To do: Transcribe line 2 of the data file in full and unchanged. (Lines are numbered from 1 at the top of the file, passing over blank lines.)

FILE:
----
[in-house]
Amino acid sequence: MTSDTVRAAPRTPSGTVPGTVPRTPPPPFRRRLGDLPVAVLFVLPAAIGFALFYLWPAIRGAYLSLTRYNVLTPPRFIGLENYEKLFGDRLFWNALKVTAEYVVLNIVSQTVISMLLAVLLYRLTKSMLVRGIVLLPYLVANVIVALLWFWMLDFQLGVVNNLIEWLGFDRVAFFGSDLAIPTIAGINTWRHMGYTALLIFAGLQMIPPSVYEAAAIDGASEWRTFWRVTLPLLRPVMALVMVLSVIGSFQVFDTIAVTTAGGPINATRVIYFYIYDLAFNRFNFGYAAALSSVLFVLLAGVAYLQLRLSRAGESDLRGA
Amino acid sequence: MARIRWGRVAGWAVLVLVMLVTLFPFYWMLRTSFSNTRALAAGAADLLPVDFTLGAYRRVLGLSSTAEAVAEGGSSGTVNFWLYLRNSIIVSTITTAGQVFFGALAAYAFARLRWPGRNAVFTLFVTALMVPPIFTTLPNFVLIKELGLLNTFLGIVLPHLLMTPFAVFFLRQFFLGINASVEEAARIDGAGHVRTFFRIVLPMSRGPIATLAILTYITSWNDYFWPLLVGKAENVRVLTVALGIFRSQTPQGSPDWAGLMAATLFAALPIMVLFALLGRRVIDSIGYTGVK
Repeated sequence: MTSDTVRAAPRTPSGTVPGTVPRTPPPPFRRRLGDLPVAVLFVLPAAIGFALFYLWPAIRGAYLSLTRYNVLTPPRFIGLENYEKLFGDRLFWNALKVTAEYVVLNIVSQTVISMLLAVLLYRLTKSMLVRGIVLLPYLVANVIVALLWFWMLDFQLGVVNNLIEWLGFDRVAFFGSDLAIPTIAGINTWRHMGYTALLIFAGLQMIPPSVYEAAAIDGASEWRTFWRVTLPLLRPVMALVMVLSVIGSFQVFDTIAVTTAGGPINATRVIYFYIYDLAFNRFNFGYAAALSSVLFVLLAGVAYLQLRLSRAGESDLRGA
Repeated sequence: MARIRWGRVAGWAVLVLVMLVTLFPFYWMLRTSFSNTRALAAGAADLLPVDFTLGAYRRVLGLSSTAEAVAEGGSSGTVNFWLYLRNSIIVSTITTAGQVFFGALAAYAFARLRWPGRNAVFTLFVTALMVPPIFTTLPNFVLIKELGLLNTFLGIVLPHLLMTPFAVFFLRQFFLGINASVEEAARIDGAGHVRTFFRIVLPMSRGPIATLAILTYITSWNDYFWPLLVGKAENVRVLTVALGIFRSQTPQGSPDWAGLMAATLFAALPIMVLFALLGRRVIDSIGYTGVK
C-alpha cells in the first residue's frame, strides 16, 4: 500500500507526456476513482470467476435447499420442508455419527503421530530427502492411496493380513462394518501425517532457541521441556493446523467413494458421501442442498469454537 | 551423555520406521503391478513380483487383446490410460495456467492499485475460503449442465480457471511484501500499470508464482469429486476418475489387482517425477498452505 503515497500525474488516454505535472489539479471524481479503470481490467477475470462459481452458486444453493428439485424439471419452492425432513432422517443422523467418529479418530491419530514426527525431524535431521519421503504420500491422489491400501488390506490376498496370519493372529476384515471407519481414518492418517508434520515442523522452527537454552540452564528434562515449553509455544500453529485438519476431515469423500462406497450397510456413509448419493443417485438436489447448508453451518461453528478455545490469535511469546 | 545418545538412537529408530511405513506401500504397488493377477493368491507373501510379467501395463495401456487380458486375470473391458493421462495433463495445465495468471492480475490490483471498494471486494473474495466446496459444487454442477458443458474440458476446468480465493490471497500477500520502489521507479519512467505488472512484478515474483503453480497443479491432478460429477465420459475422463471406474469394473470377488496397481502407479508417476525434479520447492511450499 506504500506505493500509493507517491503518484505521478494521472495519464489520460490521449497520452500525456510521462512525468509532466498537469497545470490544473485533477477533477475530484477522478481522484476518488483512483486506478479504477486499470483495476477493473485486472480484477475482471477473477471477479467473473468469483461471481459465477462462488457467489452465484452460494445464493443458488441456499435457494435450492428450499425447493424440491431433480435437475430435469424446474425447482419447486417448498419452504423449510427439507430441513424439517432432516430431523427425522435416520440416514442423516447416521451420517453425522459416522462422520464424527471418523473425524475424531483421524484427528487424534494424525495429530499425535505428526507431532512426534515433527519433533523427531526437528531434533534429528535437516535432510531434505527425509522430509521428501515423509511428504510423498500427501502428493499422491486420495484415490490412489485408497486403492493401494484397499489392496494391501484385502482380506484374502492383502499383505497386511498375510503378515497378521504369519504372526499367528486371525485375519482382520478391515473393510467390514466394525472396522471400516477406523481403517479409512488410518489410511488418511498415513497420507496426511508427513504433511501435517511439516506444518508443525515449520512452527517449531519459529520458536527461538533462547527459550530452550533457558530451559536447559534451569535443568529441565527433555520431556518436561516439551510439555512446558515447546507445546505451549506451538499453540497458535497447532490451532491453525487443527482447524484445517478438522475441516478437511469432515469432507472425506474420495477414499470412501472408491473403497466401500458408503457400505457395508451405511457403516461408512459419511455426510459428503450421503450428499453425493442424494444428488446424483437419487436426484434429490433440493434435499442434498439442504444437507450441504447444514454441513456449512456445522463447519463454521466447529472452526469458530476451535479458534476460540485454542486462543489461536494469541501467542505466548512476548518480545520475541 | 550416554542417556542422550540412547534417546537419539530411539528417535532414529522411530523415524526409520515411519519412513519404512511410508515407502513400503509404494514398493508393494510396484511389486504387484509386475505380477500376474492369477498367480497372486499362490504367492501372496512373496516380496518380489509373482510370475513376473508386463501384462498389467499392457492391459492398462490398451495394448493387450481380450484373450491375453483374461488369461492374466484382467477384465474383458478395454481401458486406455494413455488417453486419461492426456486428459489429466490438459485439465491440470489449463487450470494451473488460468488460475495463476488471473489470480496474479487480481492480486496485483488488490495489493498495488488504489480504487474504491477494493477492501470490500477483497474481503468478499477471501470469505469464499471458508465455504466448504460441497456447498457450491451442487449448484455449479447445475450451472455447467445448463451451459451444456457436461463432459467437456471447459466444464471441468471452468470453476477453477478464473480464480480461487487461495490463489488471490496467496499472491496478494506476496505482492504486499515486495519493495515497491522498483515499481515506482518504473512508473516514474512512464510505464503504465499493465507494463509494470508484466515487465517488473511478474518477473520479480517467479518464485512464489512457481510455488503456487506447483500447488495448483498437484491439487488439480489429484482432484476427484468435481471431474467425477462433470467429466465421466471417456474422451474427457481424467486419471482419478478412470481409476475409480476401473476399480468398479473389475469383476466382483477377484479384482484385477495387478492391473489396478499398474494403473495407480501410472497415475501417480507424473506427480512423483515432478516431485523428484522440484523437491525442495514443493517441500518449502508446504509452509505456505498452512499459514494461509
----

Amino acid sequence: MTSDTVRAAPRTPSGTVPGTVPRTPPPPFRRRLGDLPVAVLFVLPAAIGFALFYLWPAIRGAYLSLTRYNVLTPPRFIGLENYEKLFGDRLFWNALKVTAEYVVLNIVSQTVISMLLAVLLYRLTKSMLVRGIVLLPYLVANVIVALLWFWMLDFQLGVVNNLIEWLGFDRVAFFGSDLAIPTIAGINTWRHMGYTALLIFAGLQMIPPSVYEAAAIDGASEWRTFWRVTLPLLRPVMALVMVLSVIGSFQVFDTIAVTTAGGPINATRVIYFYIYDLAFNRFNFGYAAALSSVLFVLLAGVAYLQLRLSRAGESDLRGA